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The Emotional Structure of Tangled: Part One

As some of you know, Laura Pauling loves to analyze novels and movies using the screenwriting book, Save the Cat, by Blake Synder. And as you might also know, in addition to being a fan of STC, I love the screenwriting book, Emotional Structure: Creating the Story Beneath the Plot by Peter Dunne. So we decided to analyze the movie Tangled using our fav screenwriting books so you can see the difference and similarities between them, as well as see ways to improve your own stories.


1. The breakdown is based on the typical script length of 110 pages. For novels, you have to adjust the numbers based on the length of your manuscript. We have more flexibility than screenwriters do.

2. The points are from the charts in Emotional Structure.


Act One: “Life as it was” (pages 1-25)

Page 1:

• Meet the protagonist: Rapunzel

• Establish point of view: Even though the movie is predominantly from Rapunzel’s point of view, and it’s mostly her story, the co-protagonist, Flynn Ryder, introduces Rapunzel’s backstory in the prologue.

• Establish emotional state and theme

• Great, gripping opening (no, duh!)

Pages 1-10: State problem. Life is boring with the same daily routine. Rapunzel wonders when life will begin.

Page 10: 1st problem: Rapunzel asks “Mother” if she can go see the floating lights that are released every year on Rapunzel’s birthday. She wants to know what they are. The answer is ‘no’. Mother reminds her that the world is a dangerous and scary place.

Between pages 10-20: Clash with co-protagonist. Thief Flynn Ryder escapes the “bad” guys by climbing into Rapunzel’s tower. She bashes him on the head and he passes out.

He wakes up. Rapunzel panics and knocks him unconscious again.

She wants to show him to Mother, to demonstrate that she’s strong enough to go outside without getting hurt (Apparent solution to 1st problem (page 20)).

Mother gets mad at Rapunzel for suggesting that she wants to go outside. Rapunzel decides not to show Mother unconscious man in closet (Solution disappears).

New Solution: Rapunzel asks Flynn to take her to see the lanterns and then return her home safely. If he does this, then she’ll give him back the satchel with the crown in it (she doesn’t know the crown is stolen).

Pages 20-25: Problem worsens and Major crisis. I was stuck on this one. Maybe it’s when he initially says no.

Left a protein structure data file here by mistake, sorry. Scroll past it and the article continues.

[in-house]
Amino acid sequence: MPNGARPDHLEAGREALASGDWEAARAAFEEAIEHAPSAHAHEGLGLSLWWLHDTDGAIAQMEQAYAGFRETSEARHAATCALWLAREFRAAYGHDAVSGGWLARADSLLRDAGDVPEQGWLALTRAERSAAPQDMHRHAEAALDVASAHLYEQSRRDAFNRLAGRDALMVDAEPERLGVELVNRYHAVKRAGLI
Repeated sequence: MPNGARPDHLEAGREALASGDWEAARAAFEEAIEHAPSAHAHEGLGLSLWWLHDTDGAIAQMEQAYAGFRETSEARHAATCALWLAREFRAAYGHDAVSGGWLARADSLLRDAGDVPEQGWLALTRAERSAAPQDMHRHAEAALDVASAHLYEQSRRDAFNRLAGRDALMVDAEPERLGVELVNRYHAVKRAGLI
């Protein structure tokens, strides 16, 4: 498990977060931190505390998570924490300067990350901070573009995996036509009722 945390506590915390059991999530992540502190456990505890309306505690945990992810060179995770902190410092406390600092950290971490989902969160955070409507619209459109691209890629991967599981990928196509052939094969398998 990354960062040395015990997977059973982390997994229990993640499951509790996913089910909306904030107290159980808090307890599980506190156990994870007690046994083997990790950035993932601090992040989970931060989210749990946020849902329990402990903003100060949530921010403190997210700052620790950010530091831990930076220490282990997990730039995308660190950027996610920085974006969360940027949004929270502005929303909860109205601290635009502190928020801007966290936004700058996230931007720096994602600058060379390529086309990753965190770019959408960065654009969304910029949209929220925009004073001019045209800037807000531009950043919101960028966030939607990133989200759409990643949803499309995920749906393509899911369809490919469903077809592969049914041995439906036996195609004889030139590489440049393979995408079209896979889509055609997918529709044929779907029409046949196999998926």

Goal must be set by mentor: Again, I was stuck on this one. I believe it was when Pasquel, her pet chameleon, wants her to leave the tower (he makes this clear at the very beginning of the movie).

Page 25: Moral Dilemma: As Rapunzel walks away from the tower, she’s tore as to whether she’s doing the right thing or not. Should she go back to the safety of the tower, or should she go against her mother’s wishes and continue her journey.

Act Two: “Life torn apart” (pages 25 to 85)

• Physical action helps create risks and danger

• Emotional resistance

• Fears are revealed and challenged: Flynn takes Rapunzel to a tavern—The Cuddly Duckling—which is filled with a bunch of scary ruffians. Of course after they break out into song and dance about having dreams (’cause this is Disney, you know), Rapunzel realizes not everyone is dangerous. This goes against what Flynn is after. He wants Rapunzel to give up on her dream so that he can get the crown and leave (co-protagonist feud)

• Suffer loss

• Route altered: Palace guards (who are after Flynn because he stole the crown) chase Flynn and Rapunzel. The two bad guys, who were chasing Flynn at the beginning, join forces with Rapunzel’s “mother”.

Page 55: Tent pole Scene. Flynn and Rapunzel escape the guards and ‘bad’ guys, but are trapped and almost drown. (Middle of movie)

Part two of the post (i.e. the second half of the movie) will continue on Wednesday.

Question: do you have any favorite books on story structure, or is this something you haven’t thought about much (like me until a few weeks ago)?

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The Emotional Structure of Tangled: Part One + writerly books